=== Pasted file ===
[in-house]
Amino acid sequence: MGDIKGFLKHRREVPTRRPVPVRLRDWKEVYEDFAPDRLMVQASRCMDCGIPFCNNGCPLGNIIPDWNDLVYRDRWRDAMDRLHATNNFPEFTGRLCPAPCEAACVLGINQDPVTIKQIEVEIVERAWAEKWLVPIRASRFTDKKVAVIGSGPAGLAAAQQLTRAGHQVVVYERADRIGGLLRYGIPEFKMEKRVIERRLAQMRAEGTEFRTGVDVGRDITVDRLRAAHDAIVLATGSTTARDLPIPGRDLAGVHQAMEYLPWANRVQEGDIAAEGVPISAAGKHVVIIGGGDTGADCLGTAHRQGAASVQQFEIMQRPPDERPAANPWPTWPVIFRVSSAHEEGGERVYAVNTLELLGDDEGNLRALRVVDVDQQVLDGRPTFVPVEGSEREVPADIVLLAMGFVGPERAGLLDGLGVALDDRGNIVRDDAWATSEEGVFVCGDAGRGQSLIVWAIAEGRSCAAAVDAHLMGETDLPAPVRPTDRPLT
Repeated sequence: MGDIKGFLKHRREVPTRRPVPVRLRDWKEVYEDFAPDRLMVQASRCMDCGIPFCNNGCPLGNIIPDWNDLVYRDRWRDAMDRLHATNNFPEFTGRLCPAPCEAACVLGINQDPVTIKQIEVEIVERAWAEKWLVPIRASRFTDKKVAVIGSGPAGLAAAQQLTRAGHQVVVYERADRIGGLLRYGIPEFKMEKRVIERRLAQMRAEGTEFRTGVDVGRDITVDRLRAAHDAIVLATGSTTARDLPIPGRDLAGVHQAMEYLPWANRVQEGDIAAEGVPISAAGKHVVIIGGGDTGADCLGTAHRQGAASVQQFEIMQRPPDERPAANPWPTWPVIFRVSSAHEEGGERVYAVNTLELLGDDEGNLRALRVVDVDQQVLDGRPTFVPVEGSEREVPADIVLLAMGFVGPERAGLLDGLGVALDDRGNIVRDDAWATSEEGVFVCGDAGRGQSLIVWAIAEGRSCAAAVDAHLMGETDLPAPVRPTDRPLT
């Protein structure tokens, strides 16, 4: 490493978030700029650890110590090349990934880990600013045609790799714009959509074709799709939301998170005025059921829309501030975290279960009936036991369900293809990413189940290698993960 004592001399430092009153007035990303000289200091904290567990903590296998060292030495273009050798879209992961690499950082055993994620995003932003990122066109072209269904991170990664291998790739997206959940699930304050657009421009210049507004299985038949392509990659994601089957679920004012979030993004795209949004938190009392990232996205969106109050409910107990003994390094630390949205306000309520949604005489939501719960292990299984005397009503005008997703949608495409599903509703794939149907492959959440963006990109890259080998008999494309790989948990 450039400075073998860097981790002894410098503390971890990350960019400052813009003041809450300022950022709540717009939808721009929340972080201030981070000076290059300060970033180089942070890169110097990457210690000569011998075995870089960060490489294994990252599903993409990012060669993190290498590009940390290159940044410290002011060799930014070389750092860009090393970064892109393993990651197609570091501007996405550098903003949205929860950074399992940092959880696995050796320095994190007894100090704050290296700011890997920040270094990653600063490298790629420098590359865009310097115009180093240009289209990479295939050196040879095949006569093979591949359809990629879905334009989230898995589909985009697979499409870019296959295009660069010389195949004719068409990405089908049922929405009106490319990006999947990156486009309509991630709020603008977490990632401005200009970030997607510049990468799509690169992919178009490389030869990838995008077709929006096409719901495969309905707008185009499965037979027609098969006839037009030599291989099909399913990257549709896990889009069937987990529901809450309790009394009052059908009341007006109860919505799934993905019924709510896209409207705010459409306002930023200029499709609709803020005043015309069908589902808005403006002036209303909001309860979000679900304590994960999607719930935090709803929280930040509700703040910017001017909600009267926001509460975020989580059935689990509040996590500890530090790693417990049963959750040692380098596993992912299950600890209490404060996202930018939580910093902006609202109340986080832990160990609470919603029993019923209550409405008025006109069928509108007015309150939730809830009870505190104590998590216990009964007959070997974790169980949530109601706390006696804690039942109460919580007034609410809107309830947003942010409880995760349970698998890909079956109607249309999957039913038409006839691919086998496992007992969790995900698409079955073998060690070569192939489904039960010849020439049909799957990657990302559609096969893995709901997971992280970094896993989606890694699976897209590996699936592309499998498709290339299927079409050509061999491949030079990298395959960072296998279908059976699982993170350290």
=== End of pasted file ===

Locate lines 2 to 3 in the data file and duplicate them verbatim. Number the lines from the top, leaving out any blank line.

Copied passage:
Amino acid sequence: MGDIKGFLKHRREVPTRRPVPVRLRDWKEVYEDFAPDRLMVQASRCMDCGIPFCNNGCPLGNIIPDWNDLVYRDRWRDAMDRLHATNNFPEFTGRLCPAPCEAACVLGINQDPVTIKQIEVEIVERAWAEKWLVPIRASRFTDKKVAVIGSGPAGLAAAQQLTRAGHQVVVYERADRIGGLLRYGIPEFKMEKRVIERRLAQMRAEGTEFRTGVDVGRDITVDRLRAAHDAIVLATGSTTARDLPIPGRDLAGVHQAMEYLPWANRVQEGDIAAEGVPISAAGKHVVIIGGGDTGADCLGTAHRQGAASVQQFEIMQRPPDERPAANPWPTWPVIFRVSSAHEEGGERVYAVNTLELLGDDEGNLRALRVVDVDQQVLDGRPTFVPVEGSEREVPADIVLLAMGFVGPERAGLLDGLGVALDDRGNIVRDDAWATSEEGVFVCGDAGRGQSLIVWAIAEGRSCAAAVDAHLMGETDLPAPVRPTDRPLT
Repeated sequence: MGDIKGFLKHRREVPTRRPVPVRLRDWKEVYEDFAPDRLMVQASRCMDCGIPFCNNGCPLGNIIPDWNDLVYRDRWRDAMDRLHATNNFPEFTGRLCPAPCEAACVLGINQDPVTIKQIEVEIVERAWAEKWLVPIRASRFTDKKVAVIGSGPAGLAAAQQLTRAGHQVVVYERADRIGGLLRYGIPEFKMEKRVIERRLAQMRAEGTEFRTGVDVGRDITVDRLRAAHDAIVLATGSTTARDLPIPGRDLAGVHQAMEYLPWANRVQEGDIAAEGVPISAAGKHVVIIGGGDTGADCLGTAHRQGAASVQQFEIMQRPPDERPAANPWPTWPVIFRVSSAHEEGGERVYAVNTLELLGDDEGNLRALRVVDVDQQVLDGRPTFVPVEGSEREVPADIVLLAMGFVGPERAGLLDGLGVALDDRGNIVRDDAWATSEEGVFVCGDAGRGQSLIVWAIAEGRSCAAAVDAHLMGETDLPAPVRPTDRPLT